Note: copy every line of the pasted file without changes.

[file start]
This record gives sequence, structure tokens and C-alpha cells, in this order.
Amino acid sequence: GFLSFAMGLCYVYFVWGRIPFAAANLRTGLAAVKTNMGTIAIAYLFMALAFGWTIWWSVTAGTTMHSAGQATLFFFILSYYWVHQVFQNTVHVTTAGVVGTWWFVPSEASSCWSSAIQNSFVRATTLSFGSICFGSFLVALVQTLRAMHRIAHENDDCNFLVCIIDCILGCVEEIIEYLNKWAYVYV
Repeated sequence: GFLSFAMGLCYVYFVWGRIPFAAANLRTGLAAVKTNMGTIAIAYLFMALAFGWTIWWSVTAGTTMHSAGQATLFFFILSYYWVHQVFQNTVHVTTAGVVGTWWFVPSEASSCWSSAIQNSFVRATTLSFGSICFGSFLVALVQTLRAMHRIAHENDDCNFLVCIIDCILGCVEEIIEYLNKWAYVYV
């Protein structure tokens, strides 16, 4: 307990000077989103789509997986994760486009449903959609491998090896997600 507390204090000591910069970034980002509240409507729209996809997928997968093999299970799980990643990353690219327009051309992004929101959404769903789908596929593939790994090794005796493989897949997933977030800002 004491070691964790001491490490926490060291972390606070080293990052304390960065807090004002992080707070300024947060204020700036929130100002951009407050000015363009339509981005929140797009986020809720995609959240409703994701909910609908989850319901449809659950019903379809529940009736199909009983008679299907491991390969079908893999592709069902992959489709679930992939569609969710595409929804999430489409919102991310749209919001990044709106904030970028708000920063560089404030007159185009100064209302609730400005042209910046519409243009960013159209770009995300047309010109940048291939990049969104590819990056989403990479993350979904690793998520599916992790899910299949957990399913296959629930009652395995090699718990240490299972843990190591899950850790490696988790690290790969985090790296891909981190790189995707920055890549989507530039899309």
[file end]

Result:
This record gives sequence, structure tokens and C-alpha cells, in this order.
Amino acid sequence: GFLSFAMGLCYVYFVWGRIPFAAANLRTGLAAVKTNMGTIAIAYLFMALAFGWTIWWSVTAGTTMHSAGQATLFFFILSYYWVHQVFQNTVHVTTAGVVGTWWFVPSEASSCWSSAIQNSFVRATTLSFGSICFGSFLVALVQTLRAMHRIAHENDDCNFLVCIIDCILGCVEEIIEYLNKWAYVYV
Repeated sequence: GFLSFAMGLCYVYFVWGRIPFAAANLRTGLAAVKTNMGTIAIAYLFMALAFGWTIWWSVTAGTTMHSAGQATLFFFILSYYWVHQVFQNTVHVTTAGVVGTWWFVPSEASSCWSSAIQNSFVRATTLSFGSICFGSFLVALVQTLRAMHRIAHENDDCNFLVCIIDCILGCVEEIIEYLNKWAYVYV
């Protein structure tokens, strides 16, 4: 307990000077989103789509997986994760486009449903959609491998090896997600 507390204090000591910069970034980002509240409507729209996809997928997968093999299970799980990643990353690219327009051309992004929101959404769903789908596929593939790994090794005796493989897949997933977030800002 004491070691964790001491490490926490060291972390606070080293990052304390960065807090004002992080707070300024947060204020700036929130100002951009407050000015363009339509981005929140797009986020809720995609959240409703994701909910609908989850319901449809659950019903379809529940009736199909009983008679299907491991390969079908893999592709069902992959489709679930992939569609969710595409929804999430489409919102991310749209919001990044709106904030970028708000920063560089404030007159185009100064209302609730400005042209910046519409243009960013159209770009995300047309010109940048291939990049969104590819990056989403990479993350979904690793998520599916992790899910299949957990399913296959629930009652395995090699718990240490299972843990190591899950850790490696988790690290790969985090790296891909981190790189995707920055890549989507530039899309």